A long-time councillor will not run for re-election in this year’s municipal election.
Coun. Dean Murduck said personal and professionals reasons are behind his decision not seek a fourth term on council. Saanich residents elect a mayor and eight councillors on Oct. 20.
Murdock said in a statement sent to media and posted on Facebook Tuesday afternoon that he did not make this decision easily. He said in talking to friends and family that the decision of whether to run for another term came down to one question: if he were not already serving on council, would he run for it now?
“The answer was a resounding ‘No’ for a number of reasons,” he said. “I have two wonderful children, who will turn [nine] and [six years] this year. I’ve have been [councillor] their entire lives, and I’ve missed a lot of bedtimes and family dinners to attend meetings and community events. In my professional life I have a job I love, focused on a subject matter I care about deeply.”
Murdock has worked for 12 years at the provincial Ministry of Health, where he currently manages the Healthy Communities portfolio.
First elected to council in 2008 with 9,079 votes, Murdock won re-election in 2011 and 2014, with 11,899 and 14,781 votes respectively. In short, his vote total increased each time out, and Murdock won the most votes of all candidates, whether they were running for mayor or councillor in 2014.
Over the years, he has been a vocal supporter of environmental causes, and alternative forms of transportation. Most recently, he voted against the rescinding of the Environmental Development Permit Area (EDPA) bylaw.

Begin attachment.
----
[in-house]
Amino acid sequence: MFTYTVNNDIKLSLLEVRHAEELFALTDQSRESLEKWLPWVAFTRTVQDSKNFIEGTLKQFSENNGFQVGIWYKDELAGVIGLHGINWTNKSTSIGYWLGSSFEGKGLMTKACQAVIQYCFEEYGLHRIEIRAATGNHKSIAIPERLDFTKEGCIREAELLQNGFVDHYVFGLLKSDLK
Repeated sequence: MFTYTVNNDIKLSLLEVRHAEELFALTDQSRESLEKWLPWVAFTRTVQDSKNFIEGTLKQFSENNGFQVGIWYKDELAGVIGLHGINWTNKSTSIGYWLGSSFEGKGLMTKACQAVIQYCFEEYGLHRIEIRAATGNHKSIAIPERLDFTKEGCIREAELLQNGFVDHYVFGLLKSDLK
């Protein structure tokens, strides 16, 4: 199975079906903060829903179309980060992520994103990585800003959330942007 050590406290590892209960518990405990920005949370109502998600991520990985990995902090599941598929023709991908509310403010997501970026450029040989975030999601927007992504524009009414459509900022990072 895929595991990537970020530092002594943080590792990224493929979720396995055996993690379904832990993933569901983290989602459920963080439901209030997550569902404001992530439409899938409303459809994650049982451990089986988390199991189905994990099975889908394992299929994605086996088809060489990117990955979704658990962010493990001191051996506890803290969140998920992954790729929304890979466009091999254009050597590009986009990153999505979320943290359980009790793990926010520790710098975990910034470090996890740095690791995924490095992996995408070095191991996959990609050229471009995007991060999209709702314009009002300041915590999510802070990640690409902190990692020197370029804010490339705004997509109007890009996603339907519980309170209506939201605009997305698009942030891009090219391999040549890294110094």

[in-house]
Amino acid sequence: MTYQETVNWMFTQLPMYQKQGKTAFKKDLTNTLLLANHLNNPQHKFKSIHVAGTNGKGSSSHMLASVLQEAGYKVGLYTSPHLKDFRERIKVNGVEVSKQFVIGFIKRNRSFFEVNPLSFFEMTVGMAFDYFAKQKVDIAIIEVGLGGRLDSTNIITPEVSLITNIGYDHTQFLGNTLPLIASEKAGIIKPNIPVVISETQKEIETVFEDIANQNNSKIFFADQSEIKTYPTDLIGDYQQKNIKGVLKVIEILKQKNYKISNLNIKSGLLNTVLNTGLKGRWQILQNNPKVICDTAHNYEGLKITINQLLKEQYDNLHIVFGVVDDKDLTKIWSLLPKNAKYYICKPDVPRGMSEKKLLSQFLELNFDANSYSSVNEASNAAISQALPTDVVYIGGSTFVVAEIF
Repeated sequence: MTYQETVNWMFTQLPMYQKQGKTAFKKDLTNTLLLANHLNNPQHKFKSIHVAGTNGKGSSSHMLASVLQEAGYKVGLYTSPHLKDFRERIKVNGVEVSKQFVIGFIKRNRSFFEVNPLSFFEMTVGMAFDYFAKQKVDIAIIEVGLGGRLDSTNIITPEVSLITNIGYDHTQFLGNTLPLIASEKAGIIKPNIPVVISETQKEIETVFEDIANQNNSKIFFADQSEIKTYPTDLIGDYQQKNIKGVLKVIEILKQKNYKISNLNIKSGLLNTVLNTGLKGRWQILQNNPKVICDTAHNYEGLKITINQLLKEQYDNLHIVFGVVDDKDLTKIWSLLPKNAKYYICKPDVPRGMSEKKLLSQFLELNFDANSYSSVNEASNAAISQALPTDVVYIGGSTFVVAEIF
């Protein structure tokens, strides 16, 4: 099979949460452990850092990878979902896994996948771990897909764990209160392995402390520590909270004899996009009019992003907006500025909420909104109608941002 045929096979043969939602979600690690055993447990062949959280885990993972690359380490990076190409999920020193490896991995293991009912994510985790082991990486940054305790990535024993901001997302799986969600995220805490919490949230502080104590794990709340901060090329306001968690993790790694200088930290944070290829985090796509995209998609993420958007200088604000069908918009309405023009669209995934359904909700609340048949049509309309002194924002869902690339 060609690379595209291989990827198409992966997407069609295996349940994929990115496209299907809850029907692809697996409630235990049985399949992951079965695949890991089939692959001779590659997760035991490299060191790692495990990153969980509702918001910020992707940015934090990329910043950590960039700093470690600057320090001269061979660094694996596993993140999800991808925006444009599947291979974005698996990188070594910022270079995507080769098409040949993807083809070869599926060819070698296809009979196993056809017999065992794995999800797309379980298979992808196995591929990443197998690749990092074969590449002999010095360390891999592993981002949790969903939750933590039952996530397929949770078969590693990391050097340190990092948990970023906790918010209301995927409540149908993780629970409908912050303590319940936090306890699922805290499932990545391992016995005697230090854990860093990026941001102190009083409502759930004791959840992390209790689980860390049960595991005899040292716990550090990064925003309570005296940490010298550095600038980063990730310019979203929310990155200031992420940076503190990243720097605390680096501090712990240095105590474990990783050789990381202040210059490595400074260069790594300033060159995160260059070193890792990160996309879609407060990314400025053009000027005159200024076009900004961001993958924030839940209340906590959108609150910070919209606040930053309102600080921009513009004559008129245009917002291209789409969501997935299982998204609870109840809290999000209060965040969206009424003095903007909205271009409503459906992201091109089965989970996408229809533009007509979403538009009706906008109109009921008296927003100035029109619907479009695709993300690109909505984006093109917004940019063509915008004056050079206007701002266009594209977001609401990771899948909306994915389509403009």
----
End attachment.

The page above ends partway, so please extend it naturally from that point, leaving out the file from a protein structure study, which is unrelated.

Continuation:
Murdock’s announcement means at least two new faces around Saanich’s council table as Coun. Fred Haynes has challenged incumbent Mayor Richard Atwell.
Murdock’s announcement did not necessarily come as a suprise. He had said earlier this year that he was still deciding, and Murdock said in his statement that he had received encouragement to run again for councillor or considering running for mayor.
“I can understand that my decision may come as a surprise or even disappointment to them,” he said. “A few years ago, I would have found myself just as surprised by today’s announcement.”
Murdock said he wanted to announce his decision to give would-be candidates plenty of time to put together a campaign. “There will be at least two vacant [council] seats,” he said. “I know there will be some excellent candidates stepping forward who will be a welcome addition to the [council] table.”
Murdock’s decision also marks a major break in Saanich electoral politics.
“This year will be only the second Saanich general election since 1999 in which my name is not on the ballot,” said Murdock. “By any measure, two decades in Saanich politics is a good run. It’s time to step aside and make way for new voices and new ideas.”
But if Murdock’s name won’t directly appear on the ballot, his statement made it clear that he won’t entirely passive.
“More than ever, Saanich needs leadership that will stand up for our climate and our environment,” he said. “I intend to actively support candidates this [fall] who put forward a vision of environmental stewardship, who won’t lead us into the past with decisions that strip away the natural environment and with it, so many of the things we cherish about this beautiful part of the world.”